Last week, Gov. Ron DeSantis, R-Fla., struck a blow against the woke left when Florida’s State Board of Administration, on which he sits, adopted his proposal directing the state’s fund managers to invest state funds "in a manner that prioritizes the highest return on investment for Florida’s taxpayers and retirees without considering the ideological agenda of the environmental, social, and corporate governance (ESG) movement."
The Florida SBA is an investment-management organization established by the state’s constitution. It is governed by a three-person board of trustees that includes the governor, the state’s chief financial officer, and the state’s attorney general.
It manages almost three dozen funds, including the Florida Retirement System Pension Plan and the Florida Hurricane Catastrophe Fund. As of May, the SBA had about $240 billion under management.
The resolution specifies that investment decisions "must be based only on pecuniary factors [which] do not include the consideration of the furtherance of social, political, or ideological interests" and requires that the SBA "may not sacrifice investment return or take on additional investment risk to promote any non-pecuniary factors" when making investments or casting proxy votes.
Further, the resolution directs the SBA to "conduct a comprehensive review and prepare a report of the governance policies over the voting practices of the Florida Retirement System Defined Benefit Pension Plan."
That DeSantis felt a need to take this action is a sad commentary on the current state of play with investment funds. Many people — most? — assume that investment decisions are already made on the basis of an assessment on anticipated rates of return, with a view to maximizing them, without any other factors being brought into consideration.
Those people are wrong.
"Corporate power has increasingly been utilized to impose an ideological agenda on the American people through the perversion of financial investment priorities under the euphemistic banners of environmental, social, and corporate governance and diversity, inclusion, and equity," said DeSantis.
"With the resolution we passed today, the tax dollars and proxy votes of the people of Florida will no longer be commandeered by Wall Street financial firms and used to implement policies through the board room that Floridians reject at the ballot box.
"We are reasserting the authority of republican governance over corporate dominance and we are prioritizing the financial security of the people of Florida over whimsical notions of a utopian tomorrow."
DeSantis’s move is only the latest in a growing pushback against a decades-long movement by the radical left to achieve through backroom corporate maneuvers what it cannot achieve in broad daylight through the legislative or political process.
Earlier this month, for instance, 19 state attorneys general wrote an eight-page letter to Larry Fink, the CEO of BlackRock, the world’s largest asset management firm, declaring the signatories’ belief that BlackRock is using "the hard-earned money of our states’ citizens to circumvent the best possible return on investment, as well as their vote."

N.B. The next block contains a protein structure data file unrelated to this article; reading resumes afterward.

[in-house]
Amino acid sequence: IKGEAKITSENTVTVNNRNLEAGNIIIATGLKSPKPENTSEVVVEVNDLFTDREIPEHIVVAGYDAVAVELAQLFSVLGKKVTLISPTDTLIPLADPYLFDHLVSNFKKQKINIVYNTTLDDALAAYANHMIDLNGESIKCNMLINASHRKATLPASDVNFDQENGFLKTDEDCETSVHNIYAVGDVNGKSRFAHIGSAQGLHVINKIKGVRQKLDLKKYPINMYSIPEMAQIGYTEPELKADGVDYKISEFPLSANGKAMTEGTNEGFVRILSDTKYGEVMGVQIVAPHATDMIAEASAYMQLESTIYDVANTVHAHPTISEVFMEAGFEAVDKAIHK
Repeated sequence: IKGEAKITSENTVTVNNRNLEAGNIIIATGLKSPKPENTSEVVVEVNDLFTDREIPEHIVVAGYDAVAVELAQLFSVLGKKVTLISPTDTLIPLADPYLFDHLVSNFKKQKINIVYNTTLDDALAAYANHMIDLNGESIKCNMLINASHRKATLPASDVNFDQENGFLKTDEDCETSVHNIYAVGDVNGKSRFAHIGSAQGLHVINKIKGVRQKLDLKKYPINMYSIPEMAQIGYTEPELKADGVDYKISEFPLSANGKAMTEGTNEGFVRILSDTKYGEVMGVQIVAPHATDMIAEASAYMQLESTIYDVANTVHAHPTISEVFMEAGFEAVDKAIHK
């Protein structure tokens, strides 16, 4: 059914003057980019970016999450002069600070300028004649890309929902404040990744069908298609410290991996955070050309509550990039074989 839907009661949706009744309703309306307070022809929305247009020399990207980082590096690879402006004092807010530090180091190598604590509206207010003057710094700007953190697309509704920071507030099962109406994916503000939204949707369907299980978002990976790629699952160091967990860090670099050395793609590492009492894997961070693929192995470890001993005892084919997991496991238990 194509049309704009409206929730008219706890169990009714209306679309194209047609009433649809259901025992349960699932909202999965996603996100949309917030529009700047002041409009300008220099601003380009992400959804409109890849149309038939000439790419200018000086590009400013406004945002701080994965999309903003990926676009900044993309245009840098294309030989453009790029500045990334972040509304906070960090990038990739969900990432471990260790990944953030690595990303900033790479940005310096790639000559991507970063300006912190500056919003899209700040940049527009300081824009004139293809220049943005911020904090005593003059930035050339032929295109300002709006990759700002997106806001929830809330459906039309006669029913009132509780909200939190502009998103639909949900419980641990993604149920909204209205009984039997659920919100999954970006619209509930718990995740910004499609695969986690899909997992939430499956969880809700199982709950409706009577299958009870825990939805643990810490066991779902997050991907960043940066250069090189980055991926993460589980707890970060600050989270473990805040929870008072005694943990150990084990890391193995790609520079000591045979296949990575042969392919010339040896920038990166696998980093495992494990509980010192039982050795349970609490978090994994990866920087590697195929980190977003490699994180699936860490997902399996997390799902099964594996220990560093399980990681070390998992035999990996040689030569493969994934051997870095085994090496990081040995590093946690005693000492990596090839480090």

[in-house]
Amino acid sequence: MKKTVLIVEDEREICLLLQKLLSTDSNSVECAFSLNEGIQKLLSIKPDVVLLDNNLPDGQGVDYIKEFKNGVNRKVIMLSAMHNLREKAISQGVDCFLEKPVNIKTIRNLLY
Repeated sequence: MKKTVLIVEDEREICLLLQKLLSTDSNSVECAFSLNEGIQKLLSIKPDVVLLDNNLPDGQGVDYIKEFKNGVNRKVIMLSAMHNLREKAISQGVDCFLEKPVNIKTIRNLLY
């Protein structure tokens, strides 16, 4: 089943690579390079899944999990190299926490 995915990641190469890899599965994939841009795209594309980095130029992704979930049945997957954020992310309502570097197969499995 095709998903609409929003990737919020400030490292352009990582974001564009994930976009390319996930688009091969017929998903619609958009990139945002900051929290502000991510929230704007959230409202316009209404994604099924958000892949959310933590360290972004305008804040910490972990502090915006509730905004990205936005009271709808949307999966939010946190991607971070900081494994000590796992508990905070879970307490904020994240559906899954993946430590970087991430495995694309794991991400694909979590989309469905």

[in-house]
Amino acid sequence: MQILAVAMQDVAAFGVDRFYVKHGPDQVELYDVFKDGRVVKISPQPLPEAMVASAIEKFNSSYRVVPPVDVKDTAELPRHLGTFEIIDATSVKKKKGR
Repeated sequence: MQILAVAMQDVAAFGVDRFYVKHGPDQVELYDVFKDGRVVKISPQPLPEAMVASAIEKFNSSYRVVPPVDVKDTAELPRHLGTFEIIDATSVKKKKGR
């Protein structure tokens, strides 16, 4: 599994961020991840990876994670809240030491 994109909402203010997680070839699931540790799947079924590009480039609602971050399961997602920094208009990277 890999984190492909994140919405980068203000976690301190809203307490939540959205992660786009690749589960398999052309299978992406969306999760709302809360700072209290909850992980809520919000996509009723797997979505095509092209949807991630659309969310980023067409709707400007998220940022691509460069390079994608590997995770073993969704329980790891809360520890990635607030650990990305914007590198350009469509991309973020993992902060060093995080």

Further, "BlackRock’s past public commitments indicate that it has used citizen’s assets to pressure companies to comply with international agreements such as the Paris Agreement that force the phase-out of fossil fuels, increase energy prices, drive inflation, and weaken the national security of the United States.
"These agreements have never been ratified by the United States Senate. The Senators elected by the citizens of this country determine which international agreements have the force of law, not BlackRock."
And just last week, 18 states joined Missouri Attorney General Eric Schmitt’s investigation into ESG ratings company Morningstar and its subsidiary, Sustainalytics for alleged consumer fraud and unfair trade practices.
Today’s efforts by the woke left to achieve radical policy goals via corporate action rather than through legislative or political action are nothing new. It’s been going on for decades.
First in his 1962 book and then exposed to a larger audience in a 1970 article in The New York Times Magazine, writing about what was then called the "social responsibilities of business," Nobel laureate Dr. Milton Friedman wrote that "the doctrine of ‘social responsibility' taken seriously would extend the scope of the political mechanism to every human activity.
"It does not differ in philosophy from the most explicitly collectivist doctrine. It differs only by professing to believe that collectivist ends can be attainted without collectivist means.
"That is why, in my book 'Capitalism and Freedom,' I have called it a 'fundamentally subversive doctrine' in a free society, and have said that in such a society, 'there is one and only one social responsibility of business — to use its resources and engage in activities designed to increase its profits so long as it stays within the rules of the game, which is to say, engages in open and free competition without deception or fraud.'"
Friedman is right. So are DeSantis, Schmitt, and the other attorneys general who have joined in the fight against ESG.
Jenny Beth Martin is the cofounder of Tea Party Patriots and Honorary Chairman of Tea Party Patriots Action.
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